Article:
Personal consumption expenditures increased 0.2 percent, the smallest in four months, compared to a downwardly revised 0.7 percent jump in May.
The decline came as Americans spent less on cars and other long-lasting durable goods.
Personal income rose 0.4 percent for the third straight month. But instead of spending the extra money, as they did in May, consumers saved much of it.
The portion of disposable income saved rose to 4.8 percent in June, compared to 4.6 percent the previous month.
Economists had expected spending to decline. The increase in personal income was better than the 0.3 percent increase analysts had forecast.
The annual inflation rate remained extremely low. The price index for personal consumption expenditures rose 0.3 percent for the 12 months ended June 30.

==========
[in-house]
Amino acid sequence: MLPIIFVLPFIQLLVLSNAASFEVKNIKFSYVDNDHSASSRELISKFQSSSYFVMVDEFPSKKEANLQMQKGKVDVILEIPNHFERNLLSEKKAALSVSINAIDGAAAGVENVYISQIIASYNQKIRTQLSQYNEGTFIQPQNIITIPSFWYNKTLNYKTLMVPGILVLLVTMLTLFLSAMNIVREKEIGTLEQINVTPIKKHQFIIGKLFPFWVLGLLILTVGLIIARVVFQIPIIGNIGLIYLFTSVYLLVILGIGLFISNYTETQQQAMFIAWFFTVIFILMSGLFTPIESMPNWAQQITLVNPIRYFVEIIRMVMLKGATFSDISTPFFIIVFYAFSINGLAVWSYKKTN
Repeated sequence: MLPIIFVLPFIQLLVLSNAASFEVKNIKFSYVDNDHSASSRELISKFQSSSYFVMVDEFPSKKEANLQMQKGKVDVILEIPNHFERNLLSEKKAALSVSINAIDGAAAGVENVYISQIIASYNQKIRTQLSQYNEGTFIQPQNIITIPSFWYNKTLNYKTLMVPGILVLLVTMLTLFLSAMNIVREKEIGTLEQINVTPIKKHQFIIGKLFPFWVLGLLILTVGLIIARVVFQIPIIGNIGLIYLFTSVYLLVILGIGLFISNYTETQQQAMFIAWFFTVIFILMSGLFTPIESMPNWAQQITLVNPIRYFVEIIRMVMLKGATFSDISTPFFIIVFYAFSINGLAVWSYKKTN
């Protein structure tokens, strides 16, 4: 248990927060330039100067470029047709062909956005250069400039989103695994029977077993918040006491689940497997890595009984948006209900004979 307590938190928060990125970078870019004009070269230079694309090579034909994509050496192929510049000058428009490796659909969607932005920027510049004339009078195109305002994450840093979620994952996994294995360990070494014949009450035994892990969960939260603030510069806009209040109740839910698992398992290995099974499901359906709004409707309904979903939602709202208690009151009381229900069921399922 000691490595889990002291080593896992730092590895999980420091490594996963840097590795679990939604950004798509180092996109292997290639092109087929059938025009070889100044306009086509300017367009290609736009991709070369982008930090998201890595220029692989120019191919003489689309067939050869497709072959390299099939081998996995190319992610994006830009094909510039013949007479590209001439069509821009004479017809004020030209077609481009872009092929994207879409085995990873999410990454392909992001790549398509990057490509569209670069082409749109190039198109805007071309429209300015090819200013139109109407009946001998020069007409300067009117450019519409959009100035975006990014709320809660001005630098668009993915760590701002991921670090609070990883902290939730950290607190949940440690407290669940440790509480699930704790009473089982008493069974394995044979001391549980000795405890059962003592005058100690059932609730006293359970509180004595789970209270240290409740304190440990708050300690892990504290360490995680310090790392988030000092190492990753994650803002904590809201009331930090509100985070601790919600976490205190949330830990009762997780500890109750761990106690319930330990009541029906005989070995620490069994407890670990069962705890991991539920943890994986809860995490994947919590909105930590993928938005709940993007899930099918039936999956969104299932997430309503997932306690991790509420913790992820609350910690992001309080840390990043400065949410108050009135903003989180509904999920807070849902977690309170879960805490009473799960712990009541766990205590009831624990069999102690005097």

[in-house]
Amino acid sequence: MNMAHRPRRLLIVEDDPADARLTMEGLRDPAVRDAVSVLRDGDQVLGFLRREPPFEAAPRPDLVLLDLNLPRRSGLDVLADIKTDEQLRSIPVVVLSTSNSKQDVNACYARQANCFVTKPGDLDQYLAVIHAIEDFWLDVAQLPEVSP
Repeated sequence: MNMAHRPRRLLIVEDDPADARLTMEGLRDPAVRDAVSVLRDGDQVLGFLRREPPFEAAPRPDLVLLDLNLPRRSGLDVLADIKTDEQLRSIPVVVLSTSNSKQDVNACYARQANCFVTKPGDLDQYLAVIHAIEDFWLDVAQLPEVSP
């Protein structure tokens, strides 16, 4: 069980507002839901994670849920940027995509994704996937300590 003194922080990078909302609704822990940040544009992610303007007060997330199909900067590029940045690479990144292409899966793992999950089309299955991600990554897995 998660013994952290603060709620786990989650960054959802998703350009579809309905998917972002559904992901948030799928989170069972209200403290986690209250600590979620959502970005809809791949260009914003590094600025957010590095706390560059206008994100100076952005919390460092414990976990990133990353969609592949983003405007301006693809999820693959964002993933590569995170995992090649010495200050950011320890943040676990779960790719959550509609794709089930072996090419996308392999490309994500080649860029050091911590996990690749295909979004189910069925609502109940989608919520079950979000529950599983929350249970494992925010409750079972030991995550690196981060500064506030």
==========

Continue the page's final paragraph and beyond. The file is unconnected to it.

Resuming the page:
Excluding volatile energy and food prices, so-called core inflation increased 1.3 percent for the 12 months ended June 30. That annual rate has been the same since January.
Federal Reserve policymakers are watching spending and income figures closely as they try to decide when to raise the short-term federal funds rate.
On Friday, the Labor Department reported that the broad look at worker pay, the employment cost index, rose just 0.2 percent in the second quarter. That was down from a 0.7 percent increase in the first quarter and the smallest rise since the government began collecting the data in 1982.